A Guide to Spotting Fake Yu-Gi-Oh! Cards.

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I have seven years experience playing the Yu-Gi-Oh! Trading Card Game, two and a half years experience as a retailer working for my local hobby store, buying and selling individual Yu-Gi-Oh! cards as well as a year and a half experience myself selling Yu-Gi-Oh! cards on eBay. Hopefully I can share some of my knowledge with you in spotting the tell-tale signs of a fake Yu-Gi-Oh! card(s) for sale on eBay, especially more sophisticated fakes.

Please note: Images shown are examples of real Yu-Gi-Oh! cards and are used as a guide on where to look for typical signs of fake cards. It is highly advised that you compare a real card that you possess to one you see on eBay that may be fake if you are unsure.

It should also be noted that not all of the issues fake cards have appear simultaneously. The judgement between whether or not a card is fake should consider all potential factors provided in this guide.

Note: All pictures used in this guide are examples of real cards and thus can be used as a comparison.


Cosmetic Signs:

1. Name and card text:
One clear sign of a fake Yu-Gi-Oh! card can be seen by looking at the name and effect/description of a card.

Often, fake cards have a different name than which the manufacturers Konami (the creators of Yu-Gi-Oh!) originally printed. Very often, the name will not make clear grammatical sense or will have, sometimes slight, spelling errors in the card name. The card name may also be printed in a different font to a genuine Yu-Gi-Oh! card, or may be a different size. If the card name overlaps the edge of or does not fit within the box, this is also another sign that the card may be fake.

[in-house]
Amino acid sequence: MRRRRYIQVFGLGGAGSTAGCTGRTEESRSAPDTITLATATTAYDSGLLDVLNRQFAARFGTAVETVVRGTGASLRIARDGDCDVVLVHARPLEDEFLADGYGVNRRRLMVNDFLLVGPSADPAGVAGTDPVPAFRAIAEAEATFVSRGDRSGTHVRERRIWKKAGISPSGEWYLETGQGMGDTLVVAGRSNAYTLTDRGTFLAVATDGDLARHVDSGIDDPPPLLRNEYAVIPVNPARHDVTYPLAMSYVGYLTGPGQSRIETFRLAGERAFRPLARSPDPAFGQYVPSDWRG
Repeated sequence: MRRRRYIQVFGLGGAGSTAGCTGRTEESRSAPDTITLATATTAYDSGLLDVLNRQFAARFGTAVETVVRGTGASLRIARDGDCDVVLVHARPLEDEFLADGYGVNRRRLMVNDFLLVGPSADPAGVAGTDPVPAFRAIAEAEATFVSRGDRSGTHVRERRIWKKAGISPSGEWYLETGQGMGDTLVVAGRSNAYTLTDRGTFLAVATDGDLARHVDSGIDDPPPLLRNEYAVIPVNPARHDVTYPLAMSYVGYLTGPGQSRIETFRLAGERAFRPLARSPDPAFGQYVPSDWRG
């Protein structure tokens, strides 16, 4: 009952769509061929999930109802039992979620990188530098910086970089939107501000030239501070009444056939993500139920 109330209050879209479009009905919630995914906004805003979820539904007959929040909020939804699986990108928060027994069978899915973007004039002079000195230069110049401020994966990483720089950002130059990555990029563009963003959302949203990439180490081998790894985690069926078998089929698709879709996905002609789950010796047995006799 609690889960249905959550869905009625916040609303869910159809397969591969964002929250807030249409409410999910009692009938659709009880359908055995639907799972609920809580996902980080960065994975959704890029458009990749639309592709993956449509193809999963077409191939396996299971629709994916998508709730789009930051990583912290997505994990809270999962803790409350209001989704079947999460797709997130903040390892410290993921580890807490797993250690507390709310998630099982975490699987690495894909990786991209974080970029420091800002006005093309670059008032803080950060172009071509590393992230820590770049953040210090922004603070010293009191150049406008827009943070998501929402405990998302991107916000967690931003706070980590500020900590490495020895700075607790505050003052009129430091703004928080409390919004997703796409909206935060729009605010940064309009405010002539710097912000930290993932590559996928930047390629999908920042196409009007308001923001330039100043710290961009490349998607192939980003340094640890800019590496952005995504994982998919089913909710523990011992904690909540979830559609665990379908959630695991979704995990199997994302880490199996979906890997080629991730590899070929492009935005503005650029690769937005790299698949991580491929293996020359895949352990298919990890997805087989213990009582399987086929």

Another clear sign of a fake card can be seen by the language used in the card text effect/description. Fake cards may not use the correct terminology and words that are used in real cards. Words such as "Destroy" "Graveyard" "Normal Summon" "Life Points" "Banish" or "Remove from Play" are examples of correct card terminology used on real cards. If a card uses words that are different from those normally used on a real card, this is a sign it may be fake. Also, be sure to read the spelling and grammar of the card. If a card does not have correct spelling, bad grammar or does not make sense when read, this is another clear sign of a fake card.

2. Set Number

The "Set Number" is used to identify which card set or "Booster Pack" a card has come from, every single card printed in the TCG (Trading Card Game) is given a set number. In the picture shown, the code "TU01" tell us that the card is from "Turbo Pack 1". The "EN" tell us that the card is in English (If the card is German it will say "DE" or French "FR" etc.) and the "000" is the number of the card in that set. Firstly, if the set number is missing entirely, the card is almost certainly a fake. Secondly, if you type the set number into a search engine such as Google, you will usually get search results showing the card that you typed the set number in for. If, when the set number is typed in and a different card shows up, or does not correspond to any printed card, this is another sign of a fake card.